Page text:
Weiner told us that the flagship mobile app Wuzzit Trouble replaces math’s “symbols and syntax with interactive game objects that are non-threatening and exploratory that allow children, sometimes for the first time, to have success and feel safe interacting with mathematics.”
ExoTrex by Dig-It! Games
Elisa Bartolomeo-Damon from Dig-It! Games showed off ExoTrex, an eighth grade chemistry game that specializes in atoms and renewable resources.
“This game is based off the premise that we have used up all of our renewable resources here on Earth, and we need to find a new planet to live on,” Bartolomeo-Damon said.
ExoTrex uses comic book-styled visuals to lure in students.
Financial Literacy by EveriFi
Zach Wagner of EverFi gave us a tour of its Financial Literacy course for middle school students.
The course is “a narrative where they play the mayor of a town, and they’re helping citizens of their town, making financial decisions throughout.”
Students learn about unit price, budgeting, opportunity cost, and need versus want, as well as other topics.
Happy Atoms by Schell Games
Brooke Morrill of Schell Games told us about Happy Atoms, a molecular modeling set and companion digital app.
Students snap a picture of the molecules they build, and the camera scans and reproduces the molecules in the app. Kids can then learn more about what they’ve created.
“It has a 3D model that you can move around, it has the type of bond, its geometry, its state of matter, any hazards it may pose, and my favorite part, the everyday uses,” Morrill said. “So this allows me to make a connection between a relatively abstract concept of methane [for example] and something I may see in my everyday life.”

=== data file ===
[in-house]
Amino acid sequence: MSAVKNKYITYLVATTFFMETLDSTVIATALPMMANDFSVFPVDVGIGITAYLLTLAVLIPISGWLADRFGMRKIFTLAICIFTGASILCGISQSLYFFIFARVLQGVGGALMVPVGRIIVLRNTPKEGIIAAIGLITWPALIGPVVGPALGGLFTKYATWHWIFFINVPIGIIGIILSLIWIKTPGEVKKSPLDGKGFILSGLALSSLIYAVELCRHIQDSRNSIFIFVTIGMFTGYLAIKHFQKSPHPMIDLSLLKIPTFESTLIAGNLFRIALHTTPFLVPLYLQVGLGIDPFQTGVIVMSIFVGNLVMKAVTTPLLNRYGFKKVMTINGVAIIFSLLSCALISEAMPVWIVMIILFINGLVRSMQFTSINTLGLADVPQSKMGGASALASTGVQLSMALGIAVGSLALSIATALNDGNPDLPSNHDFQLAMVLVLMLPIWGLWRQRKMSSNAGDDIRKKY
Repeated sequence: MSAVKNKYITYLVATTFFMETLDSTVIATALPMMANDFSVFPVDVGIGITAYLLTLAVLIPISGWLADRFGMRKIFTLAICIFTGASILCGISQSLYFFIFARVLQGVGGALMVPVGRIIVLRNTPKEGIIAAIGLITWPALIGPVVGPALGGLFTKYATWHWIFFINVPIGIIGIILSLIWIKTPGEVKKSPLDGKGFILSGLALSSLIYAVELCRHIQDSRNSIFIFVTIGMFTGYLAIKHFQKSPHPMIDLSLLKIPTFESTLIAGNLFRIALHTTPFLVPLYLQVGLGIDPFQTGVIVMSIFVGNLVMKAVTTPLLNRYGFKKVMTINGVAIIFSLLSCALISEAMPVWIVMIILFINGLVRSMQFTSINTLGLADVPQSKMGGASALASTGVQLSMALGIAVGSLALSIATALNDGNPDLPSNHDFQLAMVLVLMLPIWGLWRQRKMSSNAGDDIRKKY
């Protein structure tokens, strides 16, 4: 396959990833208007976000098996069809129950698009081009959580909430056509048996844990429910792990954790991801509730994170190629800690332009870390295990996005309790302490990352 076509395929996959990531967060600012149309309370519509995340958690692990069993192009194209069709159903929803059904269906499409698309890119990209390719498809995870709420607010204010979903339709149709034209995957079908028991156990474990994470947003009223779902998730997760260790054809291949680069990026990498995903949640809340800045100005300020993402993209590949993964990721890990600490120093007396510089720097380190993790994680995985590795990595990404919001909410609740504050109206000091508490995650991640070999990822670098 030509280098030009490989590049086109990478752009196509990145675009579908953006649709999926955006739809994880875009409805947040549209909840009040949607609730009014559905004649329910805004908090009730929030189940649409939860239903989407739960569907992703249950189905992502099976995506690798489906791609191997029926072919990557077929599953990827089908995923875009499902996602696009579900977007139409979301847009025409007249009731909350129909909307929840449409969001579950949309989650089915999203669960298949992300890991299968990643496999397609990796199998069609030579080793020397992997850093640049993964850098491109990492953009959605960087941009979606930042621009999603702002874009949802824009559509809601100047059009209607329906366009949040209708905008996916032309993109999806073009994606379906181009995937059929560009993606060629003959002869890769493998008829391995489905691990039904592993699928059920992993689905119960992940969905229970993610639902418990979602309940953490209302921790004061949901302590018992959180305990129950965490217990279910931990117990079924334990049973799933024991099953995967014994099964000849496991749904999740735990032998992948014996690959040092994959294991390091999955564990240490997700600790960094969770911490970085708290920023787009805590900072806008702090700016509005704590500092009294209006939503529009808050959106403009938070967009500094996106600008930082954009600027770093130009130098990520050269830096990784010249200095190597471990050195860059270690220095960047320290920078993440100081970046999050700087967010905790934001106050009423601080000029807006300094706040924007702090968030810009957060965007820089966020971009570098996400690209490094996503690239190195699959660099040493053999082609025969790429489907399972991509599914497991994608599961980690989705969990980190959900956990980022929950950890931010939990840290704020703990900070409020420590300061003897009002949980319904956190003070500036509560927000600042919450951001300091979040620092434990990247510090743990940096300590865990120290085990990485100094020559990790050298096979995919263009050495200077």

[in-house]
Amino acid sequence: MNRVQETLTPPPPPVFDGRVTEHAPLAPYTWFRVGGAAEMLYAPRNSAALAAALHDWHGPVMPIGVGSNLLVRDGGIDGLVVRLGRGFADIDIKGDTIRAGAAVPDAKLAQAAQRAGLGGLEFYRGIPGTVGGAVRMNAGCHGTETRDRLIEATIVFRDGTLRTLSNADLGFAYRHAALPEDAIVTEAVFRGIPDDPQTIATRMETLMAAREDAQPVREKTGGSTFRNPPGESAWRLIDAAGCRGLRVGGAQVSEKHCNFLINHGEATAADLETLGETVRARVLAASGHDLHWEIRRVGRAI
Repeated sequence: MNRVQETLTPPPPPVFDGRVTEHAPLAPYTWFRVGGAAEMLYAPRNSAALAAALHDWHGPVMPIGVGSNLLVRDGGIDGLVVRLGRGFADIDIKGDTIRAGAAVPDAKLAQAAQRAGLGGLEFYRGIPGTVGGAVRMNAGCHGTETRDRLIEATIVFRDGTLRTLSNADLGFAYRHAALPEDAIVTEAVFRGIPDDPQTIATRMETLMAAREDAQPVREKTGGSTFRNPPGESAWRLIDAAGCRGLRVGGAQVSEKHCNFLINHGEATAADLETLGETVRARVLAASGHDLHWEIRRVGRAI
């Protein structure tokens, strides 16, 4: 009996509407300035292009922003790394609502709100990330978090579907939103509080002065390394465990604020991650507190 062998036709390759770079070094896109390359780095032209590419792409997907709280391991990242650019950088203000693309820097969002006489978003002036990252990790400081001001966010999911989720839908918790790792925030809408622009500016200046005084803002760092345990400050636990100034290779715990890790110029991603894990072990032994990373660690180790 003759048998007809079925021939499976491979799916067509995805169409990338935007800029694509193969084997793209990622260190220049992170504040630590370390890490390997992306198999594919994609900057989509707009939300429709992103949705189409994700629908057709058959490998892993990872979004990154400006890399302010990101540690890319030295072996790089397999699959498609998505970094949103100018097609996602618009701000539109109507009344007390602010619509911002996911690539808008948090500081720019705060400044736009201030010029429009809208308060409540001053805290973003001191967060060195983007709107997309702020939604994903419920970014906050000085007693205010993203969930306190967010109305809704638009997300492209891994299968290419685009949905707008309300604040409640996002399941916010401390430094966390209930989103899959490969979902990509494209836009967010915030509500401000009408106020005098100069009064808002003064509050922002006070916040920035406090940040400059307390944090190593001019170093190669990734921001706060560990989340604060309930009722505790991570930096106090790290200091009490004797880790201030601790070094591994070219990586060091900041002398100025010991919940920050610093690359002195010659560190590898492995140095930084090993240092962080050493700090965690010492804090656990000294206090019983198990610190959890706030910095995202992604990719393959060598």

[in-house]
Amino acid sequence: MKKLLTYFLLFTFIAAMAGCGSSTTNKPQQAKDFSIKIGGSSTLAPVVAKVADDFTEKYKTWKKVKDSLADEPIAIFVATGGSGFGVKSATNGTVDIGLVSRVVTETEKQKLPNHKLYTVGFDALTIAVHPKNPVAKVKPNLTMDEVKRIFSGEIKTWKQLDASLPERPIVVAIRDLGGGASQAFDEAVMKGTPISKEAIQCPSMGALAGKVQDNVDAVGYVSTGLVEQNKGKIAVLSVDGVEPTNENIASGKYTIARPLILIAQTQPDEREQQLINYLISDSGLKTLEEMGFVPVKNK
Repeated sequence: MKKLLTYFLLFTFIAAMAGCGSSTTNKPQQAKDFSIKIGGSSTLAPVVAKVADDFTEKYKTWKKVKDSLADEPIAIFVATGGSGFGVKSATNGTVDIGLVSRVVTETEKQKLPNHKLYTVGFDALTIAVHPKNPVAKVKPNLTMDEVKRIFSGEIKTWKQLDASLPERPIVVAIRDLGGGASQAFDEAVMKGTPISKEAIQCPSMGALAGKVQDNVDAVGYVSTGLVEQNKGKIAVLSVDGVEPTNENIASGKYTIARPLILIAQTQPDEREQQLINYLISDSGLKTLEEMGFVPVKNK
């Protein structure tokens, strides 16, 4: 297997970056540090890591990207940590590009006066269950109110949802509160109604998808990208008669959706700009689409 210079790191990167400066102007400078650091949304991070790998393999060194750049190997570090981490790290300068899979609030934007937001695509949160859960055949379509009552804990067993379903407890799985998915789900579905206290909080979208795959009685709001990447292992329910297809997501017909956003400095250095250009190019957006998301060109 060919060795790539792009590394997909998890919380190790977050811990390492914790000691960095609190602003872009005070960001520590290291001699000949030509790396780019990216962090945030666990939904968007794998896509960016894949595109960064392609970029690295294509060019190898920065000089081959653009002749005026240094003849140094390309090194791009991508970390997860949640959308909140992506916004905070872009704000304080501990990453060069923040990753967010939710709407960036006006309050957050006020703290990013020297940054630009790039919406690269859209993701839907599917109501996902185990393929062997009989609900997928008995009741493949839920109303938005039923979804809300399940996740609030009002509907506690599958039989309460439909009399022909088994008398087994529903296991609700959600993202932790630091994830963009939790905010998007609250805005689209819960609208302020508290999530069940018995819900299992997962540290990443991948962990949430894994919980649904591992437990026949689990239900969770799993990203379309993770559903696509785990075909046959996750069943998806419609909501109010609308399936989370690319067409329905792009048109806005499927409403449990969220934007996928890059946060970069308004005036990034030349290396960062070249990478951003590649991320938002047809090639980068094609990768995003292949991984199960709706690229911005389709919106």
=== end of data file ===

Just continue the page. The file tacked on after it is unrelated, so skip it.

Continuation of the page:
Interactive Cases by Cogent Education
David Ducrest of Cogent Education explained Interactive Cases, which are interactive science products that teach critical thinking skills and real-world problem-solving.
“We take critical science concepts and place them in a context where they really matter,” Ducrest said.
He showed one example of a seizing calf and how it relates to osmosis. “We’re asking 9th grade biology students to understand the principles of osmosis and then use those ideas to help this baby calf,” he said.
Brainology by Mindset Works
Kristin Villanueva of Mindset Works showed us Brainology, a blended learning curriculum for grades 5-9.
“It teaches neuroscience concepts while fostering growth mindset,” Villanueva said.
She added, “This game teaches how the brain grows and makes those connections to really emphasize that students can build those connections in their brains, therefore growing their brains and their intelligence and skills.”
Stories in Motion by 3C Institute
Deb Childress from 3C Institute introduced us to Stories in Motion, which adapts social narrative intervention into a game for kids with autism.
Students create avatars that interact in comic-based storylines, which record their responses. “So rather than a social skills intervention that’s being done to you, instead you’re taking the lead … and the students walk away feeling proud,” Childress said.
Empires by MidSchoolMath
Martha Riecks of MidSchoolMath gave us a quick look at Empires, a story-based middle school math game.
It’s aligned to Common Core and uses the story of Ancient Mesopotamia to interest students. “It’s a little bit of Choose Your Own Adventure, a little bit Civilization, and a lot of ‘Well, what happens if I do this, and how do I solve that problem?'” Riecks said.
Photo credit: Cynthia Cephas Photography